4. Is there a difference? Both ‘yes’ and ‘no’ are wrong answers
When we compare the sexes, we divide our sample into two categories. Thus, the very nature of the scientific question encourages us to think dichotomously. To make matters worse, the most commonly used statistical tests encourage dichotomous thinking about the results . Our decision to declare the sexes ‘different’ or the ‘same’ is usually based on whether a p-value is above or below 0.05. But p = 0.04 and p = 0.06 represent essentially the same result and cannot lead logically to opposite conclusions. Further, no matter what our decision, we are almost certainly wrong. As noted above, finding a statistically significant difference does not mean that the sexes are substantively ‘different’—the differences are almost always characterized by important overlap (figures 2 and 3). Even a strikingly low p-value may not indicate a meaningful difference; if the sample size is large enough, a statistically significant sex difference could be detected in any measure simply owing to noise [26,27].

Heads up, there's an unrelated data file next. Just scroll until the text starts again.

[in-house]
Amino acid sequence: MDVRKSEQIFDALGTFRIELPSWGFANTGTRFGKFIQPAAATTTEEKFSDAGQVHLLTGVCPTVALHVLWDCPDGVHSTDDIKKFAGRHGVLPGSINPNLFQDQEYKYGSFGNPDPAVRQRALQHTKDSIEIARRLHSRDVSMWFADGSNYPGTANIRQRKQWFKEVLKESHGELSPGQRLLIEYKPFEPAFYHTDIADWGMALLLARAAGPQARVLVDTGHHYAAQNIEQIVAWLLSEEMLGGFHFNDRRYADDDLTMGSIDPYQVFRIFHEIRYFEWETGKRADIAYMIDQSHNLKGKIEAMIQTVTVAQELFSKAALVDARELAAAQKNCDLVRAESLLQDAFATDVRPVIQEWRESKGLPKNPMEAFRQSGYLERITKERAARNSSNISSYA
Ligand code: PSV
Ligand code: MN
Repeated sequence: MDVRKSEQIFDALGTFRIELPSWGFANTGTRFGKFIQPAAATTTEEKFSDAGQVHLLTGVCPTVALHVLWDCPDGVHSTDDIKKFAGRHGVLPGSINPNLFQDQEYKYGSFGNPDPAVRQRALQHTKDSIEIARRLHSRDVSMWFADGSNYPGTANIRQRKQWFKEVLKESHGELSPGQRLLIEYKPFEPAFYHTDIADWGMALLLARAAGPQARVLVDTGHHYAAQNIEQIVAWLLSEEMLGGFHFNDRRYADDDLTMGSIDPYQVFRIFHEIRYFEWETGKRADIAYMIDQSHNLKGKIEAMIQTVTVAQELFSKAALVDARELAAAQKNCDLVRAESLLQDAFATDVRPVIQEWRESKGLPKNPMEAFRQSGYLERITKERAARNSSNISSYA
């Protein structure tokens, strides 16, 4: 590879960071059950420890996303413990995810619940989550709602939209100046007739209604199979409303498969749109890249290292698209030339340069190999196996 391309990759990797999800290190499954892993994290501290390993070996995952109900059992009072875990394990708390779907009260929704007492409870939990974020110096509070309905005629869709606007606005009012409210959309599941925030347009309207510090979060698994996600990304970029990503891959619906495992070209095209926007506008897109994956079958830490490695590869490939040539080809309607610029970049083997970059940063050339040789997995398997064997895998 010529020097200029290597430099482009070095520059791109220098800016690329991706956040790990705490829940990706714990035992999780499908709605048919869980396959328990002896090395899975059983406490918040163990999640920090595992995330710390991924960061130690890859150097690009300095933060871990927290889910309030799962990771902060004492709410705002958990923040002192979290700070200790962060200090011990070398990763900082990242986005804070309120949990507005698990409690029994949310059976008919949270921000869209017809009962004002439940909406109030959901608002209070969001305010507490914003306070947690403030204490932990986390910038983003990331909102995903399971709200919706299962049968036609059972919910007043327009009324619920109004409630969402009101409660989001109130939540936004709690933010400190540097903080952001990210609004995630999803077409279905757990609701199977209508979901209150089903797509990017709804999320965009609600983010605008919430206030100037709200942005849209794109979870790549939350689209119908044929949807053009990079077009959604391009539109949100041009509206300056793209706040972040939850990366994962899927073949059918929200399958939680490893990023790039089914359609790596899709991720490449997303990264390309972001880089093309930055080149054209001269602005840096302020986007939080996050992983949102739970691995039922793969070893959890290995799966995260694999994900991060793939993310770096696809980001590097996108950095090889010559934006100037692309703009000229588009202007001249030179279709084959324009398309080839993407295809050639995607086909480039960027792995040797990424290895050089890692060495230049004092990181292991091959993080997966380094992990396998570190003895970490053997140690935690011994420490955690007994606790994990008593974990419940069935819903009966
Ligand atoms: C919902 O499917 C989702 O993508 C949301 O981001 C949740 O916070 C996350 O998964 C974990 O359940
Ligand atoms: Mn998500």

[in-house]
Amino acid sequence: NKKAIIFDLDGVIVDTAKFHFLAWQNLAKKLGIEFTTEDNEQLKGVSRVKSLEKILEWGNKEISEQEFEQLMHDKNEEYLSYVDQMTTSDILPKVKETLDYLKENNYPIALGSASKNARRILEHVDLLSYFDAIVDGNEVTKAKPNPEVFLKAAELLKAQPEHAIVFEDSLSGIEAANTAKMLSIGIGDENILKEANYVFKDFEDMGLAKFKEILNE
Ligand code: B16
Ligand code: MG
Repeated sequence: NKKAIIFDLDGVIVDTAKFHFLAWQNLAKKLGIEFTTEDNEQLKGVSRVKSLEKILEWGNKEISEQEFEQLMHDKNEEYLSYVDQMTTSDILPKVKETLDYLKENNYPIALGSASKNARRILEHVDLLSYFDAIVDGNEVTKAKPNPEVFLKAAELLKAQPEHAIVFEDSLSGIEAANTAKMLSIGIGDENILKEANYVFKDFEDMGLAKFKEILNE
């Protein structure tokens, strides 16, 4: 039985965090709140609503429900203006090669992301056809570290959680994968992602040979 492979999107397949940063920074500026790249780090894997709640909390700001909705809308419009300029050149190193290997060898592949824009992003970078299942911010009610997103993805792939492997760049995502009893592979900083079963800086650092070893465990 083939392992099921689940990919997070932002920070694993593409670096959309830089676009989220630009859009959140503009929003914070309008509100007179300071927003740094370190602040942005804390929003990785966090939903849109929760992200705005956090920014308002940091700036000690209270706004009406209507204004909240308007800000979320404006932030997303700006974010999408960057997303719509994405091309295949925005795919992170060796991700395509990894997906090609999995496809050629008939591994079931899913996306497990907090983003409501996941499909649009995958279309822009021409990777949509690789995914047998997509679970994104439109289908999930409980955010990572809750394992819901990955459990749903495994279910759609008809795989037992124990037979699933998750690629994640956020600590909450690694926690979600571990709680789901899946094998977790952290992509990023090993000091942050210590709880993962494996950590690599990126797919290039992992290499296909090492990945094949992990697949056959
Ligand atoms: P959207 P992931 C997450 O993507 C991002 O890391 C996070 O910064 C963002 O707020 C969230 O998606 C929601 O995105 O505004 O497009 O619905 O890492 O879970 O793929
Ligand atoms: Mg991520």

Conversely, a p-value above the threshold for a significant difference (usually p > 0.05) does not indicate that the sexes are the same [25–27]. In other words, failure to reject the null does not give license to accept the null. In so doing, we would be accepting absence of evidence as evidence of absence. Cumming has called this logical error the ‘fallacy of the slippery slope of non-significance’ . The error is particularly common in psychology and neuroscience, fields that rely heavily on null hypothesis significance testing . Hoekstra et al.  found that in the field of psychology, 60% of authors concluded ‘no difference’ when p > 0.05. If one's goal is to confirm that sex does not matter for the measurement at hand, the t-test would seem a rather poor choice to test for sameness.